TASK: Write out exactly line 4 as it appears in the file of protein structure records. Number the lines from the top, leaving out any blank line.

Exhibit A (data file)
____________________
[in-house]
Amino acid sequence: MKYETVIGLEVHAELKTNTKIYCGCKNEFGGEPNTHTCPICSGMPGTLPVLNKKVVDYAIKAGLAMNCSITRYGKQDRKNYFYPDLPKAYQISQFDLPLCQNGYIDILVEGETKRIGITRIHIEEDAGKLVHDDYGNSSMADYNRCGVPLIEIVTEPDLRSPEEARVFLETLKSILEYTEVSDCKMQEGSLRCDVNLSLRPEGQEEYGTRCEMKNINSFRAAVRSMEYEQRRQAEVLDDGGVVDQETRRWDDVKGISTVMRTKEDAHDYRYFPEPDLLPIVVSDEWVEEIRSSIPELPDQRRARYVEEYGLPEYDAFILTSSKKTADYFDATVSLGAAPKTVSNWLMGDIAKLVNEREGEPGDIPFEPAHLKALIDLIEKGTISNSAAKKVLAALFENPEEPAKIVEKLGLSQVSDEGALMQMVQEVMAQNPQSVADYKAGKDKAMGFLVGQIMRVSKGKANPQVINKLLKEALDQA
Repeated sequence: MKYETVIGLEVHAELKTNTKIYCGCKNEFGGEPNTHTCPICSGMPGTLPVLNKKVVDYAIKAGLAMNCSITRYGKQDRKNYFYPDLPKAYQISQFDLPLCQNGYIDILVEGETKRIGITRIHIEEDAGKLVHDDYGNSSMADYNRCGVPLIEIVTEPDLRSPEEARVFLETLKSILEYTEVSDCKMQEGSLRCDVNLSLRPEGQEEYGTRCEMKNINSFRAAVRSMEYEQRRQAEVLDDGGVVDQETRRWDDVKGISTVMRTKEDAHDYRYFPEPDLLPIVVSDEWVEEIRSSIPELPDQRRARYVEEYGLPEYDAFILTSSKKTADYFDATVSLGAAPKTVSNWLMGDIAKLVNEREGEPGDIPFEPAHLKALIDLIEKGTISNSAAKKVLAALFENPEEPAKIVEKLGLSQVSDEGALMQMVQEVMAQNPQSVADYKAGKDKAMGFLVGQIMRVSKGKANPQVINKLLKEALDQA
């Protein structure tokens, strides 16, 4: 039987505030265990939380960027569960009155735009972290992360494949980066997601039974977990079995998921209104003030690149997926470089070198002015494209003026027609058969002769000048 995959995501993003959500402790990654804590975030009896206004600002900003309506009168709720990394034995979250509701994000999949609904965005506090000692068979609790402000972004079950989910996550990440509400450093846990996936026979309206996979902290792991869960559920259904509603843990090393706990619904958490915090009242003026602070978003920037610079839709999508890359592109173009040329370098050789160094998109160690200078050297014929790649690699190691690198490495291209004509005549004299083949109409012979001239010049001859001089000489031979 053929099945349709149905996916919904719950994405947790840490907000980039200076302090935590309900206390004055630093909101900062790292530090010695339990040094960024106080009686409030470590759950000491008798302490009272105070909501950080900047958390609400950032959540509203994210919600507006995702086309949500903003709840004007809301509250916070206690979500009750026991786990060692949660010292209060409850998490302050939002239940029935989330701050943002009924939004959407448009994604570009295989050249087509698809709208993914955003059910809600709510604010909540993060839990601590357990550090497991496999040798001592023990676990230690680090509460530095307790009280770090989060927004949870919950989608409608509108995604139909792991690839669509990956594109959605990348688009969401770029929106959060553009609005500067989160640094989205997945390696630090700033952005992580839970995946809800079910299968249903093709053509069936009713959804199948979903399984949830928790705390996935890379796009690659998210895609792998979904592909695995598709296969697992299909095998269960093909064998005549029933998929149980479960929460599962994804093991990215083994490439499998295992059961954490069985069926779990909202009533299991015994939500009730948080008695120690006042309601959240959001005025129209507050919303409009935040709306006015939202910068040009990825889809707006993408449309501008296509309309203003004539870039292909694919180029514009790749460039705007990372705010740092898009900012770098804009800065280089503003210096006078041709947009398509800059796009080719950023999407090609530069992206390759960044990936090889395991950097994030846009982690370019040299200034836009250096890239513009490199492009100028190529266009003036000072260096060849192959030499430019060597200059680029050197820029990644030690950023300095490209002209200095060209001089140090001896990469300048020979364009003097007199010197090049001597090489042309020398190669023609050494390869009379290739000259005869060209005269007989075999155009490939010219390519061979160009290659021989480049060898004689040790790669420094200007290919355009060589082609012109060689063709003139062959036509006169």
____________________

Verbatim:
């Protein structure tokens, strides 16, 4: 039987505030265990939380960027569960009155735009972290992360494949980066997601039974977990079995998921209104003030690149997926470089070198002015494209003026027609058969002769000048 995959995501993003959500402790990654804590975030009896206004600002900003309506009168709720990394034995979250509701994000999949609904965005506090000692068979609790402000972004079950989910996550990440509400450093846990996936026979309206996979902290792991869960559920259904509603843990090393706990619904958490915090009242003026602070978003920037610079839709999508890359592109173009040329370098050789160094998109160690200078050297014929790649690699190691690198490495291209004509005549004299083949109409012979001239010049001859001089000489031979 053929099945349709149905996916919904719950994405947790840490907000980039200076302090935590309900206390004055630093909101900062790292530090010695339990040094960024106080009686409030470590759950000491008798302490009272105070909501950080900047958390609400950032959540509203994210919600507006995702086309949500903003709840004007809301509250916070206690979500009750026991786990060692949660010292209060409850998490302050939002239940029935989330701050943002009924939004959407448009994604570009295989050249087509698809709208993914955003059910809600709510604010909540993060839990601590357990550090497991496999040798001592023990676990230690680090509460530095307790009280770090989060927004949870919950989608409608509108995604139909792991690839669509990956594109959605990348688009969401770029929106959060553009609005500067989160640094989205997945390696630090700033952005992580839970995946809800079910299968249903093709053509069936009713959804199948979903399984949830928790705390996935890379796009690659998210895609792998979904592909695995598709296969697992299909095998269960093909064998005549029933998929149980479960929460599962994804093991990215083994490439499998295992059961954490069985069926779990909202009533299991015994939500009730948080008695120690006042309601959240959001005025129209507050919303409009935040709306006015939202910068040009990825889809707006993408449309501008296509309309203003004539870039292909694919180029514009790749460039705007990372705010740092898009900012770098804009800065280089503003210096006078041709947009398509800059796009080719950023999407090609530069992206390759960044990936090889395991950097994030846009982690370019040299200034836009250096890239513009490199492009100028190529266009003036000072260096060849192959030499430019060597200059680029050197820029990644030690950023300095490209002209200095060209001089140090001896990469300048020979364009003097007199010197090049001597090489042309020398190669023609050494390869009379290739000259005869060209005269007989075999155009490939010219390519061979160009290659021989480049060898004689040790790669420094200007290919355009060589082609012109060689063709003139062959036509006169």